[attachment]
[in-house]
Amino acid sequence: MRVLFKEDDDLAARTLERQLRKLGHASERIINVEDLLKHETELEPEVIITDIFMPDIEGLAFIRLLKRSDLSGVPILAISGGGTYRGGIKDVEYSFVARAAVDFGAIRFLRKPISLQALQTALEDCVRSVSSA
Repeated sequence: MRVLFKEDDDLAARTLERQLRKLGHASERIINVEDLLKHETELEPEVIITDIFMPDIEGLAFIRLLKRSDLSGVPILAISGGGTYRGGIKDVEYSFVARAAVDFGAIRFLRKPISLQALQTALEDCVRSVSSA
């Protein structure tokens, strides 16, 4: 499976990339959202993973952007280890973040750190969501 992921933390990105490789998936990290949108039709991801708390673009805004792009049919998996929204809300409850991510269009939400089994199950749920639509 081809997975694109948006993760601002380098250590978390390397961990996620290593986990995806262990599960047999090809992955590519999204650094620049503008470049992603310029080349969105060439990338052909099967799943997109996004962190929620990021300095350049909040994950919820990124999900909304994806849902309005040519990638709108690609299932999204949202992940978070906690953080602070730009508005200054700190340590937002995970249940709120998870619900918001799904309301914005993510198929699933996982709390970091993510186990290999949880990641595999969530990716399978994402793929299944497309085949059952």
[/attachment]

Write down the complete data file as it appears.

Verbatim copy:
[in-house]
Amino acid sequence: MRVLFKEDDDLAARTLERQLRKLGHASERIINVEDLLKHETELEPEVIITDIFMPDIEGLAFIRLLKRSDLSGVPILAISGGGTYRGGIKDVEYSFVARAAVDFGAIRFLRKPISLQALQTALEDCVRSVSSA
Repeated sequence: MRVLFKEDDDLAARTLERQLRKLGHASERIINVEDLLKHETELEPEVIITDIFMPDIEGLAFIRLLKRSDLSGVPILAISGGGTYRGGIKDVEYSFVARAAVDFGAIRFLRKPISLQALQTALEDCVRSVSSA
């Protein structure tokens, strides 16, 4: 499976990339959202993973952007280890973040750190969501 992921933390990105490789998936990290949108039709991801708390673009805004792009049919998996929204809300409850991510269009939400089994199950749920639509 081809997975694109948006993760601002380098250590978390390397961990996620290593986990995806262990599960047999090809992955590519999204650094620049503008470049992603310029080349969105060439990338052909099967799943997109996004962190929620990021300095350049909040994950919820990124999900909304994806849902309005040519990638709108690609299932999204949202992940978070906690953080602070730009508005200054700190340590937002995970249940709120998870619900918001799904309301914005993510198929699933996982709390970091993510186990290999949880990641595999969530990716399978994402793929299944497309085949059952």